In September 2011, President Rousseff signed into force a law covering the subscription television market that removed the previous 49 percent limit on foreign ownership of cable TV companies. Under Law 12485/2011, telecom companies will be allowed to offer television packages with their service. Content quotas require every channel to air at least three and a half hours per week of Brazilian programming during primetime. Additionally, one-third of all channels included in any TV package have to be Brazilian.

Foreign ownership of land within 150 km of national borders remains prohibited unless approved by Brazil’s National Security Council, per Law 6634/1979. On August 23, 2013, the National Land Reform and Settlement Institute (INCRA) published a set of rules covering the purchase of Brazilian land by foreigners. Under the new rules, the area bought or leased by foreigners cannot account for more than 25 percent of the overall area in any municipal district. Additionally, no more than 10 percent of the land in any given municipal district may be owned or leased by foreign nationals from the same country. The rules also make it necessary to obtain congressional approval before large plots of land can be purchased by foreigners, foreign companies, or Brazilian companies with the majority of shareholders from foreign countries.

On February 25, 2014, the Attorney General of Brazil and the Minister of Agrarian Development co-signed a bill that stipulates the rural lands purchased by foreigners between June 7, 1994 and August 22, 2010 in which companies that have foreigners as partners will be considered Brazilian and be regulated to prevent judicial insecurity. In the state of São Paulo, due to a judicial impasse, foreigners have been able to buy unrestricted amounts of land since the end of 2013. Companies controlled by foreign entities have been taking advantage of the opportunity and have been seeking investment properties.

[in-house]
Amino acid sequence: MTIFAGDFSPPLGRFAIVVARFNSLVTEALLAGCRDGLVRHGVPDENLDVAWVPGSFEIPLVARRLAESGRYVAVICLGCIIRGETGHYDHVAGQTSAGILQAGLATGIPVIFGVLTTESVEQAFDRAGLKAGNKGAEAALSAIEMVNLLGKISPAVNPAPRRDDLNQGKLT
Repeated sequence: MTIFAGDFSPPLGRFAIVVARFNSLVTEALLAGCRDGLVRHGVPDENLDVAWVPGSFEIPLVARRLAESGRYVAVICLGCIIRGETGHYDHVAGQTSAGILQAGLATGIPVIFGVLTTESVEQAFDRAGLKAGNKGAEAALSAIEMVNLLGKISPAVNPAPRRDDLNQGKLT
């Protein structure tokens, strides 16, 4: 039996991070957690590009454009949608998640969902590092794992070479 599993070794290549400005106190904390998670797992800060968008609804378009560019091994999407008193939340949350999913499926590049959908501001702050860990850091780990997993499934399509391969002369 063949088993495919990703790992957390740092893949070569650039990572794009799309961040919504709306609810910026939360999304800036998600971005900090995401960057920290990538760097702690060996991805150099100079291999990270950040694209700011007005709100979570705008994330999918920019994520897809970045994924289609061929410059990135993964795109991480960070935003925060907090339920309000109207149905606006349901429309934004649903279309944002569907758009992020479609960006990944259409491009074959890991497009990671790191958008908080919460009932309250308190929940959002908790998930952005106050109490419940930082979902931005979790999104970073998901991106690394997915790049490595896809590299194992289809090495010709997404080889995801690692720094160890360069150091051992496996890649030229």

Industrial Promotion

In August 2011, Brazil announced a new industrial policy, Plano Brasil Maior (the “Bigger Brazil” plan), to support domestic producers, encourage investment, and spur innovation. The plan, covering the period of 2011-2014, set targets for investment spending to reach 22.4 percent of GDP by 2014, up from a 2010 baseline of 18.4 percent. Private investment in R&D was to reach 0.90 percent of GDP by 2014, up from the 2010 figure of 0.59 percent. Brasil Maior also set targets for making the economy more energy-efficient, reducing the amount of petroleum used per unit of GDP by 9 percent, and nearly tripling broadband internet penetration from 13.8 million households in 2010 to 40 million households in 2014. The GOB is still assessing the results of the 2011-2014 period.

Limits on Foreign Control

FDI is prevalent across Brazil’s economy, although certain sectors are subject to foreign ownership limitations as specified in the sections above. A 1995 constitutional amendment (EC 6/1995) terminated the distinction between foreign and local capital in general, but there are laws that restrict foreign ownership within some sectors, notably aviation, insurance, and media.

Privatization Program

Brazil has begun an ambitious USD 133 billion Logistics Investment Program (PIL) to draw in private capital and managerial expertise to upgrade the nation’s infrastructure, including projects in roads, ports, airports, energy, and urban mobility. All of the infrastructure concessions are open to foreign companies. In fact, in the airport concessions, foreign companies have not only been encouraged to bid, but the auction criteria have been defined in a way that has the effect of requiring the participation of foreign airport operators. The bidding process is non-discriminatory, transparent, and performed without political interference.

In addition to the PIL mentioned above, between January 2011 and December 2014, the government’s Program to Accelerate Growth (PAC) disbursed USD 530 billion to fund transportation, energy, housing, and sanitation projects, representing 96.5 percent of total spending projected by the end of 2014. The next phase of PAC will launch in 2015.

Screening of FDI

Foreigners investing in Brazil must register their investment with the BCB within 30 days of the inflow of resources to Brazil. Registration is done electronically. Investments involving royalties and technology transfer must be registered with Brazil’s patent office, the National Institute of Industrial Property (INPI). Investors must also have a local representative in Brazil. Portfolio investors must have a Brazilian financial administrator and register with the Brazilian Securities Exchange Commission (CVM).

Competition Law